There are several private bus companies that provide services, the largest of which are MACOM and SGO. These businesses provide a broad variety of services related to the destinations to which one wishes to go, particularly inter-provincial courses. From the coast to the interior, there are lines that link the majority of the country’s main cities.
After more than 30 years of neglect, Angola’s railway system is now being rebuilt with the assistance of Chinese companies. There are three major lines that are not linked to one another.
The northern line Caminho de Ferro de Luanda (CFL) between Luanda and Malenje is now fully operational. There are three classes: Primeira, which has reclining leather seats with individual television sets; Exspresso, which has comfy chairs grouped in fours around tables and communal TVs; and Tramway, which has benches to optimize passenger numbers. Ticket costs range from 2,500 kwanzas ($26; £17) and 2,500 kwanzas ($26; £17). Carriges are contemporary carriages with working bathrooms and a restaurant vehicle.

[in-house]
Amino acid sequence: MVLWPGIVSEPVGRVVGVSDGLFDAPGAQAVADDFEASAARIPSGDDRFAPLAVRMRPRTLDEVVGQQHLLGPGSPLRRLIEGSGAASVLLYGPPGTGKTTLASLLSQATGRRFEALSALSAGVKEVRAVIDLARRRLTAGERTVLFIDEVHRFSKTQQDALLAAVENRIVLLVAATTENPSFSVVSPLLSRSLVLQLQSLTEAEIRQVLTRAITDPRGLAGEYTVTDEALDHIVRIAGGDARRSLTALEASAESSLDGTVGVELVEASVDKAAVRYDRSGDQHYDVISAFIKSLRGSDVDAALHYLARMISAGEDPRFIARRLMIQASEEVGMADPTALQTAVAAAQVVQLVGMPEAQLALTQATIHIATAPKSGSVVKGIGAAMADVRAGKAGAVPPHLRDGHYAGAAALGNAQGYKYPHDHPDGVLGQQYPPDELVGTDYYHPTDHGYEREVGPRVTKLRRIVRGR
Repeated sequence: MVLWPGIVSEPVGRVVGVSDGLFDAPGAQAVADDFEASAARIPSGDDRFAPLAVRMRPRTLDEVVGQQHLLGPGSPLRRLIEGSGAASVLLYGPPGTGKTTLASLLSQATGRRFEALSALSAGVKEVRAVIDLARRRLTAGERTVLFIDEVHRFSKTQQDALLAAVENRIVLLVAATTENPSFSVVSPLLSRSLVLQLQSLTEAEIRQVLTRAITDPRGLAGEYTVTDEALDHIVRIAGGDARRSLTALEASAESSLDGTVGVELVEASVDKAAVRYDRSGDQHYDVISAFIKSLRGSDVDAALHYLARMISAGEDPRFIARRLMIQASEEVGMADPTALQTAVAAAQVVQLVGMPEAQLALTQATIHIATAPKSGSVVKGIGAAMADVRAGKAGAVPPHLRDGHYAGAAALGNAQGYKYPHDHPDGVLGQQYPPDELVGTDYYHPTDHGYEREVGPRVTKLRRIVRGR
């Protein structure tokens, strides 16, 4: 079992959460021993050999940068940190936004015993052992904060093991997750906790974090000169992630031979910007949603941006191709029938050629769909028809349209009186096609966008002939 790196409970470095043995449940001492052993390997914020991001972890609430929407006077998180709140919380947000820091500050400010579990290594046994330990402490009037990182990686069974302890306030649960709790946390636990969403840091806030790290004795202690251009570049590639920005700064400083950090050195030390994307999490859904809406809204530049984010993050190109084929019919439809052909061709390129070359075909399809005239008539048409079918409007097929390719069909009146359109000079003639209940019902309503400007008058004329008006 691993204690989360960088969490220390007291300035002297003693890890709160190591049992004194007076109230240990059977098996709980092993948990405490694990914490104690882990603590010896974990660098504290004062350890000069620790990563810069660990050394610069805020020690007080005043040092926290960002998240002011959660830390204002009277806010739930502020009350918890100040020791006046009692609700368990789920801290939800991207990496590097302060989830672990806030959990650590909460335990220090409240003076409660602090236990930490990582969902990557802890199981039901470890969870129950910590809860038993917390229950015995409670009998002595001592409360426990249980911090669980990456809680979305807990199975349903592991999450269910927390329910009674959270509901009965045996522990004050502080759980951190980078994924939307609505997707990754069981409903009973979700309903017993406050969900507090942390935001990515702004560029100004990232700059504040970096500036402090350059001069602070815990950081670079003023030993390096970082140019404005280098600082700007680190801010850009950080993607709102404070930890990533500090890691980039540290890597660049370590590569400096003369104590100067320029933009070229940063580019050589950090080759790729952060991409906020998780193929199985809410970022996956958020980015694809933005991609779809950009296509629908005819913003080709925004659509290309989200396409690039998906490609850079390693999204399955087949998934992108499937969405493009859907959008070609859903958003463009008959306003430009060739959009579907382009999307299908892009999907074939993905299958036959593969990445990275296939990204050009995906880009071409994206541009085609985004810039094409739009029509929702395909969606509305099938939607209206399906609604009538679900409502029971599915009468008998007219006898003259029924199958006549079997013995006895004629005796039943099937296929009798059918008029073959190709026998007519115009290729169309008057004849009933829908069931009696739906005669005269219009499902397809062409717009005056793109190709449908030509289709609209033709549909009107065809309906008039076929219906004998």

The intermediate line, Caminho de Ferro de Benguela (CFB), has recently begun service between Lobito, Cubal, and Huambo, with the goal of reaching Luau near the Zambian border by the end of 2012.
The southern line, Caminho do Ferro de Mocamedes (CFM), connecting Namibe, Lubango, and Menongue, was scheduled to begin operation in the autumn of 2012.